From music to sport, too many kids are losing out on vital life-enhancing activities
Disadvantaged children in England are being priced out of a cultural hinterland. A Social Mobility Commission study, from the University of Bath, reports that children aged 10-15 from low-income families are three times less likely than wealthier peers to engage in out-of-school musical activities, such as learning an instrument or joining a choir or orchestra.
There were also differences according to race – 4% of British Pakistani children took part in music classes, compared with 28% of Indian children and 20% of white children – and regional divides: 9% of children in north-east England played a musical instrument, compared with 22% in the south-east.
Periods, miscarriage and menopause were traditionally ‘private topics’. A raft of new books is changing that
When comedian Eleanor Thom first decided to write about her life with endometriosis, a long-term and often incredibly painful gynaecological condition, she did so because “I felt that this was the sort of thing I needed to read when I was a teenager.
“There’s a lot of medical stuff out there but it’s very much ‘this is what happens; these are the theories behind it’. They don’t tell you how to live with it day after day.”
Menstrual cups are eco friendly, save money and now are officially just as reliable as tampons
If you’re a Guardian-reading woman of a certain age, it’s likely you’ll have been party to the evangelical Mooncup rant. In the Mooncup rant, one woman tells the other about a convex piece of medical-grade silicone that has saved her life. She uses it each time she gets her period, and spends the rest of her time talking about it. The cup has saved her thousands, is proof of her eco credentials and is now, essentially, the best thing ever.
I’m relatively new to menstrual cups, turning to them two years ago after an organic tampon company’s cardboard applicators injured my gentlest parts. And I’ve got the devotion of a convert, regularly proselytising about my Mooncup with all the spittle-flecked frenzy of a televangelist. A new study published by the Lancet this week has proved my claims. Researchers from the Medical Research Council, the Department for International Development and the Wellcome Trust found that menstrual cups were just as reliable as tampons.
To stamp out bullying, harassment and sexism in Westminster, we need to shift the whole way we do politics • Jennifer Nadel is the co-founder of Compassion in Politics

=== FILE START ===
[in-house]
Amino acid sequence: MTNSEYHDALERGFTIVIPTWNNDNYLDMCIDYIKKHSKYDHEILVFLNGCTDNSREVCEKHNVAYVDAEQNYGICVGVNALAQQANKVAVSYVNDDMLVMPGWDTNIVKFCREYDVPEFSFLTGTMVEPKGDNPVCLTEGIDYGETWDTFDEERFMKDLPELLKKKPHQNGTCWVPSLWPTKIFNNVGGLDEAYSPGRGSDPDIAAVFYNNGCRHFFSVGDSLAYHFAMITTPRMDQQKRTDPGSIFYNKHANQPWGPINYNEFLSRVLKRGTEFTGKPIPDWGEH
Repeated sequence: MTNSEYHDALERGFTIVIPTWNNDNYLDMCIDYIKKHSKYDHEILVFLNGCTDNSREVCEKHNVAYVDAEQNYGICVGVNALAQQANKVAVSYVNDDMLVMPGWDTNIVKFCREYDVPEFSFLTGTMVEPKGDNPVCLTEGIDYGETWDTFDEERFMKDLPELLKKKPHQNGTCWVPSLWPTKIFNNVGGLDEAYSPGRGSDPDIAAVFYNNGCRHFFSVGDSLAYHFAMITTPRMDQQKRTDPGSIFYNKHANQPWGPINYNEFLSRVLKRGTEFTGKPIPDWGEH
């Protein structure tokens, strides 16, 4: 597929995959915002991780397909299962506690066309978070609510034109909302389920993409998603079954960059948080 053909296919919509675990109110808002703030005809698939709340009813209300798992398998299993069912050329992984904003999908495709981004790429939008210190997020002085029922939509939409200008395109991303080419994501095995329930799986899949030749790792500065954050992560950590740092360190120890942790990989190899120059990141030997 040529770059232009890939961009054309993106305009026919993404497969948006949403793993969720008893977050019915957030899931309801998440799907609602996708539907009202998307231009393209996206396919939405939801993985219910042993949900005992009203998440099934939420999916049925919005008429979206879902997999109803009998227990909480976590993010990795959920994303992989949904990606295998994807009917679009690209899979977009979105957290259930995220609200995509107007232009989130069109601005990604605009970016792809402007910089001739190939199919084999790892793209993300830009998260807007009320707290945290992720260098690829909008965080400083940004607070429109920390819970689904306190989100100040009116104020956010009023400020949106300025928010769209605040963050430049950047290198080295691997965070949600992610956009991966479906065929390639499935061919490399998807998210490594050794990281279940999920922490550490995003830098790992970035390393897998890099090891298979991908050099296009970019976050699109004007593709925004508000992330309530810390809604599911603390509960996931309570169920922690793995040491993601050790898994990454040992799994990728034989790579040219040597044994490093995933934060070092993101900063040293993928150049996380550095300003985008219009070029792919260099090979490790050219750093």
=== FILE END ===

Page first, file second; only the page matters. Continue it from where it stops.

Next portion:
Twenty-nine years ago this week I carried out an investigation for the Guardian about the endemic levels of sexism in parliament. A generation later, although much has been done, it is shocking to discover that so little has changed.
Last week’s reports on bullying and harassment in the Commons and Lords by the QCs Gemma White and Naomi Ellenbogen reveal a parliament that is still chauvinistic, lecherous and patriarchal.
With recent confirmation that periods have no health benefit, an increasing number of women are using contraception to stop them altogether
For some, it is about bringing an end to debilitating pain or dark thoughts. For others, it is as simple as being liberated from the sinking realisation that you need a tampon – but you left them in your other handbag.
When a new wave of feminist authors and activists are calling on women to embrace their periods, the idea that some do not want a monthly bleed and are seeking to avoid having them altogether can seem radical.
The author of Fake, Guardian Australia’s new Unmissable book, says her story is far more than ‘lonely childless woman who fell for a fraud’
In 2013, I wrote my first “personal essay”. I told the world that I frequently felt acutely lonely. Even then, two years before Slate declared there were too many of these “solo acts of sensational disclosure” and four years before Jia Tolentino wrote a piece for the New Yorker carrying the headline “The personal-essay boom is over”, I feared there was something potentially unseemly about airing my private agonies.
The author of the Slate article, Laura Bennett, called essays such as How I Came to Forgive My Rapist (Vox) and My Gynaecologist Found a Ball of Cat Hair in My Vagina (xoJane) “professional dead ends, journalistically speaking”.